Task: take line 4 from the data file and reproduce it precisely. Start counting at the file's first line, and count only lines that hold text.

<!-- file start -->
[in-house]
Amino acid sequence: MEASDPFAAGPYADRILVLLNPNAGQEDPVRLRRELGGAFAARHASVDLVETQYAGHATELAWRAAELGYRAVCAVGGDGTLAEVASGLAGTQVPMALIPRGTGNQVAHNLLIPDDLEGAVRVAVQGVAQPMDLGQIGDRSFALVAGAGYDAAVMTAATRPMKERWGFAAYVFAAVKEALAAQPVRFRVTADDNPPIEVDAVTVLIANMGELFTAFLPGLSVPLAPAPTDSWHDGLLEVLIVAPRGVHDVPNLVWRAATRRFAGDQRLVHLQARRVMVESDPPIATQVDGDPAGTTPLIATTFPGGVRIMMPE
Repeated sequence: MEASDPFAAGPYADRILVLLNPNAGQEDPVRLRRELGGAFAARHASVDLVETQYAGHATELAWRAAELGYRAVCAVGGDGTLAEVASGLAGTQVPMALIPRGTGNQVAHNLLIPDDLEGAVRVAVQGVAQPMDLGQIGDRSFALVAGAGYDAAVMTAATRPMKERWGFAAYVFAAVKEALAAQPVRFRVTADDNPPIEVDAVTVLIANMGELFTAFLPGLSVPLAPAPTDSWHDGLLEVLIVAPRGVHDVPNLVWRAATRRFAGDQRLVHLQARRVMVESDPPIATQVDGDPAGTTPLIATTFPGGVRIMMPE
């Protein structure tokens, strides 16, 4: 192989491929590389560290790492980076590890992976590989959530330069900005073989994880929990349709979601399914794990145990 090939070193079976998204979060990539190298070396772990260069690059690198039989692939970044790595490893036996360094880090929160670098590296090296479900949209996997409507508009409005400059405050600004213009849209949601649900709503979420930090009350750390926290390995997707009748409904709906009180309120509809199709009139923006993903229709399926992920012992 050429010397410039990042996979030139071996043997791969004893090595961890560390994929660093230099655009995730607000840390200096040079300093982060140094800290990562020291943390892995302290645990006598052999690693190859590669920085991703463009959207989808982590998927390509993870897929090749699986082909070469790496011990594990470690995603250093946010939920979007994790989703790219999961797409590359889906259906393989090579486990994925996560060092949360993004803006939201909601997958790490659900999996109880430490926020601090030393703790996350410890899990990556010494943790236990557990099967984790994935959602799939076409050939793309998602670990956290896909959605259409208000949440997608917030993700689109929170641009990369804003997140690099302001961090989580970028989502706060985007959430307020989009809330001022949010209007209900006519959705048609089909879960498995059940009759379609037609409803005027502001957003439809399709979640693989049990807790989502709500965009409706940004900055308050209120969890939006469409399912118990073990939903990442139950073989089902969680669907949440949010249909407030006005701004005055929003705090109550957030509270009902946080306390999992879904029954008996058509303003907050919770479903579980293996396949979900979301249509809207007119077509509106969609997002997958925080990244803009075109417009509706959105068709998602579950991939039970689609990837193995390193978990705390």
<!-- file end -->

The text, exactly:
């Protein structure tokens, strides 16, 4: 192989491929590389560290790492980076590890992976590989959530330069900005073989994880929990349709979601399914794990145990 090939070193079976998204979060990539190298070396772990260069690059690198039989692939970044790595490893036996360094880090929160670098590296090296479900949209996997409507508009409005400059405050600004213009849209949601649900709503979420930090009350750390926290390995997707009748409904709906009180309120509809199709009139923006993903229709399926992920012992 050429010397410039990042996979030139071996043997791969004893090595961890560390994929660093230099655009995730607000840390200096040079300093982060140094800290990562020291943390892995302290645990006598052999690693190859590669920085991703463009959207989808982590998927390509993870897929090749699986082909070469790496011990594990470690995603250093946010939920979007994790989703790219999961797409590359889906259906393989090579486990994925996560060092949360993004803006939201909601997958790490659900999996109880430490926020601090030393703790996350410890899990990556010494943790236990557990099967984790994935959602799939076409050939793309998602670990956290896909959605259409208000949440997608917030993700689109929170641009990369804003997140690099302001961090989580970028989502706060985007959430307020989009809330001022949010209007209900006519959705048609089909879960498995059940009759379609037609409803005027502001957003439809399709979640693989049990807790989502709500965009409706940004900055308050209120969890939006469409399912118990073990939903990442139950073989089902969680669907949440949010249909407030006005701004005055929003705090109550957030509270009902946080306390999992879904029954008996058509303003907050919770479903579980293996396949979900979301249509809207007119077509509106969609997002997958925080990244803009075109417009509706959105068709998602579950991939039970689609990837193995390193978990705390």